.. Both generally support a more open immigration policy. Both reject the religious right’s homophobia and blastocystophilia. Both are open to rethinking the country’s draconian drug policies. Both seek to protect the United States from terrorism without gratuitous encroachments on civil liberties or extensions of executive power. And underlying all these policy positions is a shared philosophical commitment to individual autonomy as a core political value.
.. their conceptions differ as to the chief threats to that autonomy.
- Libertarians worry primarily about constraints imposed by government, while
- liberals worry most about constraints imposed by birth and the play of economic forces.
.. At the same time, some of the resulting wealth-creation would be used to improve safety-net policies that help those at the bottom and ameliorate the hardships inflicted by economic change.
.. Progressive organizations like Oxfam and the Environmental Working Group have already joined with free-market groups in pushing for ag-policy reform.
.. the current subsidy programs act as a regressive tax on low-income families here at home while depressing prices for exporters in poor countries abroad—and, to top it off, the lion’s share of the loot goes to big agribusiness, not family farmers.
.. the president of Cato and the executive director of the Sierra Club have come out together in favor of a zero-subsidy energy policy.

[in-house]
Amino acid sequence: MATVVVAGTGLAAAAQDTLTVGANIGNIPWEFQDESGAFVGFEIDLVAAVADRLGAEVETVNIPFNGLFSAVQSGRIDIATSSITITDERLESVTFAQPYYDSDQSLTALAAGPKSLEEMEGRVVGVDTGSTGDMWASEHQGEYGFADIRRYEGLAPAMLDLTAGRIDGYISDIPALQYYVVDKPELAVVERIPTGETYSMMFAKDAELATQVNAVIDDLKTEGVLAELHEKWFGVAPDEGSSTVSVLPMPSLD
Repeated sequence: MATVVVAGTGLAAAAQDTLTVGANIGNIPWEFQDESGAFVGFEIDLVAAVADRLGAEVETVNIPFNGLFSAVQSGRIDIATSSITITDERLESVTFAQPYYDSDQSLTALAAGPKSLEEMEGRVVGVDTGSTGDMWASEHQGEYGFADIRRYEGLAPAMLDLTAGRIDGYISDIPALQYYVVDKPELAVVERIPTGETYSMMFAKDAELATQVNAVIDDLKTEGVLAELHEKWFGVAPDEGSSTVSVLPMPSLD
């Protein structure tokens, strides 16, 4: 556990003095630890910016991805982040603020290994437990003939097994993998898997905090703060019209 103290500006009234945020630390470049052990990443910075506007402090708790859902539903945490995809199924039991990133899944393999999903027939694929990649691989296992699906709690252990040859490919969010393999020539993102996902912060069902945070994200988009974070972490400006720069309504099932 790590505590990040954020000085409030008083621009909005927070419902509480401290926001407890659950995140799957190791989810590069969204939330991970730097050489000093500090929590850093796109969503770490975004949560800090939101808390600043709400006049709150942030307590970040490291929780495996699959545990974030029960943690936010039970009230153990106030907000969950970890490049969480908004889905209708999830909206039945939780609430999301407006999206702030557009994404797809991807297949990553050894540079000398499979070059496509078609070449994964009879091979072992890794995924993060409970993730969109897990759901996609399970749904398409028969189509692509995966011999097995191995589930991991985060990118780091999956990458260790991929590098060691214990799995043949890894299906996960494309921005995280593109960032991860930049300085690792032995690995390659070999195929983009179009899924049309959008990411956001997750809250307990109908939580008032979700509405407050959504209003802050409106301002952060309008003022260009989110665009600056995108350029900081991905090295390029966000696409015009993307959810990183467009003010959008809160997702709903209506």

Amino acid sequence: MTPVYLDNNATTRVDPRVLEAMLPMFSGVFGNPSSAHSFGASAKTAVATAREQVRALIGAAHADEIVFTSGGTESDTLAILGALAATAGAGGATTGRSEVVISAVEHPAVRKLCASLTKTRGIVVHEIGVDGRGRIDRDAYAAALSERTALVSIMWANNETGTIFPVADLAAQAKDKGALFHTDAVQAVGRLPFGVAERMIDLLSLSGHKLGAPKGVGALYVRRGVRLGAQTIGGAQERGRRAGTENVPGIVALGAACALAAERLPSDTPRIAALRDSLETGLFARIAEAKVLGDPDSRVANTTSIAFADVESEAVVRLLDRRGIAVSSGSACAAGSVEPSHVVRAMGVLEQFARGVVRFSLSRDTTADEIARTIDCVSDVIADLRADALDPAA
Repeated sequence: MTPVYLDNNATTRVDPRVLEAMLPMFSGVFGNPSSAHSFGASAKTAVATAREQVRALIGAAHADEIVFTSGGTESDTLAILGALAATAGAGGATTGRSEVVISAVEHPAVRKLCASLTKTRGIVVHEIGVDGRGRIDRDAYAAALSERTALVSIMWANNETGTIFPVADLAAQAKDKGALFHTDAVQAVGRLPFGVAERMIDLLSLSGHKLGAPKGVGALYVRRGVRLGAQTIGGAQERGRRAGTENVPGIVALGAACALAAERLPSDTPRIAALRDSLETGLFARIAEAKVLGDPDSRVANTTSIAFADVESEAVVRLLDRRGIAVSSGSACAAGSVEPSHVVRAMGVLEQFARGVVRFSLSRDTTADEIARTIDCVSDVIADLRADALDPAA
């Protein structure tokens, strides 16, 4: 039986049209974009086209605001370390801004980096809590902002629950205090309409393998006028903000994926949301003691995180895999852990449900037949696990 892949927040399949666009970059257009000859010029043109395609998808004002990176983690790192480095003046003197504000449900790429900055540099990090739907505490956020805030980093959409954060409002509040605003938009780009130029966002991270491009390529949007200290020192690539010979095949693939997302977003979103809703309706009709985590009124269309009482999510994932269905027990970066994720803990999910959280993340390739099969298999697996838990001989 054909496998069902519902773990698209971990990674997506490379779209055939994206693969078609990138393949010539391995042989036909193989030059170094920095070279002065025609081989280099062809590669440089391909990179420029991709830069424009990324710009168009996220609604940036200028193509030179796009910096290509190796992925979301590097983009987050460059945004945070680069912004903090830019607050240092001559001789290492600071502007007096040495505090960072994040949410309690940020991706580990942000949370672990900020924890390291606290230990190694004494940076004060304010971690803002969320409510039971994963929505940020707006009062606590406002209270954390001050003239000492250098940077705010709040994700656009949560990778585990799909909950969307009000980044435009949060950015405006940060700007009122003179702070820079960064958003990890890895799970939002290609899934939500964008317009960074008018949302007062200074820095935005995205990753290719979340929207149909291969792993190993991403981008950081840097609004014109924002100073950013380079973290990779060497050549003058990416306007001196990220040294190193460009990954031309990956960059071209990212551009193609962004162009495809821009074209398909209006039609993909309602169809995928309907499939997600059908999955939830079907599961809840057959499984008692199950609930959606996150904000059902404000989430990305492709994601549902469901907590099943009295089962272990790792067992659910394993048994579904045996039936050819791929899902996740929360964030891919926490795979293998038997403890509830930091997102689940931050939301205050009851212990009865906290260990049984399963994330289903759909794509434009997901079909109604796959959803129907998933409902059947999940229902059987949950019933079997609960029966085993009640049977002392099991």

.. cut taxes on savings and investment, cut payroll taxes on labor, and make up the shortfall with increased taxation of consumption. Go ahead, tax the rich, but don’t do it when they’re being productive. Tax them instead when they’re splurging—by capping the deductibility of home-mortgage interest and tax incentives for purchasing health insurance. And tax everybody’s energy consumption.
.. Gore has proposed a straight-up swap of payroll taxes for carbon taxes
.. Greg Mankiw has been pushing for an increase in the gasoline tax.
.. libertarians’ core commitments to personal responsibility and economy in government run headlong into progressives’ core commitments to social insurance and an adequate safety net.
.. Spending on Medicare, Medicaid, and Social Security is now projected to increase from about 9 percent of GDP today to approximately 15 percent by 2030.
.. We can fund the Earned Income Tax Credit and other programs for the poor; we can fund unemployment insurance and other programs for people dislocated by capitalism’s creative destruction; we can fund public pensions for the indigent elderly; we can fund public health care for the poor and those faced with catastrophic expenses. What we cannot do is continue to fund universal entitlement programs that slosh money from one section of the middle class (people of working age) to another (the elderly)—not when most Americans are fully capable of saving for their own retirement needs.
.. Instead, we need to move from the current pay-as-you-go approach to a system in which private savings would provide primary funding for the costs of old age.